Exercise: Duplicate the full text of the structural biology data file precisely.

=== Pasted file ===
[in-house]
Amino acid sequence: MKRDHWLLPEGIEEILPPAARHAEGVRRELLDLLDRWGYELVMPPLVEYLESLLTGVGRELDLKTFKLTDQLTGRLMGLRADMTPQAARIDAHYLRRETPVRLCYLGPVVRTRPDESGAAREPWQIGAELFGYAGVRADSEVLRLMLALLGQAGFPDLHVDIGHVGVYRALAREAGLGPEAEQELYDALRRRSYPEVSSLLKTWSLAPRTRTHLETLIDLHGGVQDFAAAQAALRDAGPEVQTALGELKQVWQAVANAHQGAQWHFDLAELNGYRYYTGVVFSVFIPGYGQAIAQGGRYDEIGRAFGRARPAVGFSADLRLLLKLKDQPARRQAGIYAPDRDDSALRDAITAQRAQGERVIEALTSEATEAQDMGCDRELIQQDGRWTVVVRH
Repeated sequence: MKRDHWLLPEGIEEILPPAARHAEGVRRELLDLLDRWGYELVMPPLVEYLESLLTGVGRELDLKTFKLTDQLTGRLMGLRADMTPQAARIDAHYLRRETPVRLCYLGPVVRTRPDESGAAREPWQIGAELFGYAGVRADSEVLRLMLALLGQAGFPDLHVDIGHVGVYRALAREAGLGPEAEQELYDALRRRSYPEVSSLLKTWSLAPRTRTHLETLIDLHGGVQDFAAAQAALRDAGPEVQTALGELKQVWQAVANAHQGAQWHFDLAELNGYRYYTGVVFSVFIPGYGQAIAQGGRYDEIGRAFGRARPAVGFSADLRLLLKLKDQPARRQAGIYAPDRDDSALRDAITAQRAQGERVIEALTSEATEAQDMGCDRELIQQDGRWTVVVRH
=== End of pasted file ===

[in-house]
Amino acid sequence: MKRDHWLLPEGIEEILPPAARHAEGVRRELLDLLDRWGYELVMPPLVEYLESLLTGVGRELDLKTFKLTDQLTGRLMGLRADMTPQAARIDAHYLRRETPVRLCYLGPVVRTRPDESGAAREPWQIGAELFGYAGVRADSEVLRLMLALLGQAGFPDLHVDIGHVGVYRALAREAGLGPEAEQELYDALRRRSYPEVSSLLKTWSLAPRTRTHLETLIDLHGGVQDFAAAQAALRDAGPEVQTALGELKQVWQAVANAHQGAQWHFDLAELNGYRYYTGVVFSVFIPGYGQAIAQGGRYDEIGRAFGRARPAVGFSADLRLLLKLKDQPARRQAGIYAPDRDDSALRDAITAQRAQGERVIEALTSEATEAQDMGCDRELIQQDGRWTVVVRH
Repeated sequence: MKRDHWLLPEGIEEILPPAARHAEGVRRELLDLLDRWGYELVMPPLVEYLESLLTGVGRELDLKTFKLTDQLTGRLMGLRADMTPQAARIDAHYLRRETPVRLCYLGPVVRTRPDESGAAREPWQIGAELFGYAGVRADSEVLRLMLALLGQAGFPDLHVDIGHVGVYRALAREAGLGPEAEQELYDALRRRSYPEVSSLLKTWSLAPRTRTHLETLIDLHGGVQDFAAAQAALRDAGPEVQTALGELKQVWQAVANAHQGAQWHFDLAELNGYRYYTGVVFSVFIPGYGQAIAQGGRYDEIGRAFGRARPAVGFSADLRLLLKLKDQPARRQAGIYAPDRDDSALRDAITAQRAQGERVIEALTSEATEAQDMGCDRELIQQDGRWTVVVRH